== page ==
Organism Project

Topics: Stomach, Helicobacter pylori, Peptic ulcer Pages: 3 (615 words) Published: July 9, 2013
Family| Campylobacteraceae|
Genera| Helicobacter|
Genus/Species| Helicobacter pylori|

Description|
Helicobacter pylori is a motile, curved, spiral, or straight, slightly plump, gram-negative rod. It is believed to be a major cause of gastritis and peptic ulcers although it resides solely on the gastric mucosa and does not enter cells.

Microscopic description for the family Campylocbacteraceae| Shape: Spiral ShapedStaining Reaction (Gram): NegativeUnique Characteristic: Spiral Shaped with Flagellum Single/Clusters: ClusterSpore Formation: NoDimension: 2-4 um x 0.5-1.0 um| | |

Macroscopic appearance on growth media|
Whole colony appearance: CircularMargin (Edge): EntireElevation: Flat and raisedGrowth in liquid medium:Pattern of growth on media: BeadedSize: SmallTexture: RoughAppearance on routine isolation media: DullAppearance on special media: DullOptical Property: Opaque| |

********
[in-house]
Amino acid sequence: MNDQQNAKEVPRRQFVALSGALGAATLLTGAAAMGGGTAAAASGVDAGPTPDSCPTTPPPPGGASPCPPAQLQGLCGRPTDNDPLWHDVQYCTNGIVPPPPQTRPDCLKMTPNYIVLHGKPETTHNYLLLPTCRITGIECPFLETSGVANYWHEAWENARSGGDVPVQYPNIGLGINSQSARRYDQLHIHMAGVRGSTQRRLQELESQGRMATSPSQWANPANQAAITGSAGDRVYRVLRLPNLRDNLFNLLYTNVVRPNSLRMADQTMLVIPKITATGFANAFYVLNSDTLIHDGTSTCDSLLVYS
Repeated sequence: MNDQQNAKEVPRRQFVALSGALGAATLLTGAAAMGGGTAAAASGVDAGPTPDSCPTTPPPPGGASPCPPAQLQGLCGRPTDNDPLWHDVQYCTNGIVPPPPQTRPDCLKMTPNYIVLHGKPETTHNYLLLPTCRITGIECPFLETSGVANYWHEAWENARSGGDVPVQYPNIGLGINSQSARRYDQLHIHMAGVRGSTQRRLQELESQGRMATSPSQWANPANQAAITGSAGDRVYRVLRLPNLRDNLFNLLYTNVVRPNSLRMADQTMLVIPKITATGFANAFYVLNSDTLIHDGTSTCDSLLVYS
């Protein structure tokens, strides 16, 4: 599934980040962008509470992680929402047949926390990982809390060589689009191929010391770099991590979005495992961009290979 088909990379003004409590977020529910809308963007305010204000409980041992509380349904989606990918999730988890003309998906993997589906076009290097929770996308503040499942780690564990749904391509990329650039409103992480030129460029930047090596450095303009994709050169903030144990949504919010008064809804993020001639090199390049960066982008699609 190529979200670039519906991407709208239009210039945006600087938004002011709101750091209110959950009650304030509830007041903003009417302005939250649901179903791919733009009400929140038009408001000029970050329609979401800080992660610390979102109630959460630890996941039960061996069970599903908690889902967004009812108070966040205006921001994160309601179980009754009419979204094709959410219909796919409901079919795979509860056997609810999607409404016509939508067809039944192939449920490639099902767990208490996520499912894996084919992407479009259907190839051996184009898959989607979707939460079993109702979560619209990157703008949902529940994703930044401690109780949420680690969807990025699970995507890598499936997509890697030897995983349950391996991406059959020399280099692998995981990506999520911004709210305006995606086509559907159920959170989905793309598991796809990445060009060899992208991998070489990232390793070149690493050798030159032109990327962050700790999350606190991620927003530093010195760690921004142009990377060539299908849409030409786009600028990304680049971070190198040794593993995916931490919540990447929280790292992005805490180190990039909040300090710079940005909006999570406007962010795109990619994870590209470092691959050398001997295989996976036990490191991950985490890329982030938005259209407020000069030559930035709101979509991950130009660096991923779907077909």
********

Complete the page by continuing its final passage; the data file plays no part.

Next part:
Defining Characteristics for the family |
Non-Enteric gram negative rod Many|
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Growth ConditionsMost grow well at 42Degrees Celsius |

Defining characteristics for the genus/species Helicobacter pylori| Natural Habitat, Geographic distribution Worldwide | Mode of human infection a) Unknown , but thought to be fecal-oral or oral-oral| Media for optimal growth in laboratory cultures 1. Urease Test 2. Selective agar media| Key Biochemical reactions 1. All H. pylori isolates were Gram-negative spiral to coccobacilli and shared the characteristic catalase, urease, and oxidase production. 2. Urea agar- correlated with the change in the color of the slant MCUA tube from orange to pink that occurred at the same time thus giving an additional evidence for the presence of H. pylori|

Clinical syndromes for the species Helicobacter pylori |
Gastritis H. pylori works by attacking the mucous shield that coats the stomach and duodenum. When the bacterium creates a wound in the...


References: |
http://www.cdc.gov/ulcer/keytocure.htm |
Scott M Kulich MD, PhD and Sydney Finkelstein, MD (1999). Case 196 Irritable Bowel Syndrome .http://path.upmc.edu/cases/case196.html |
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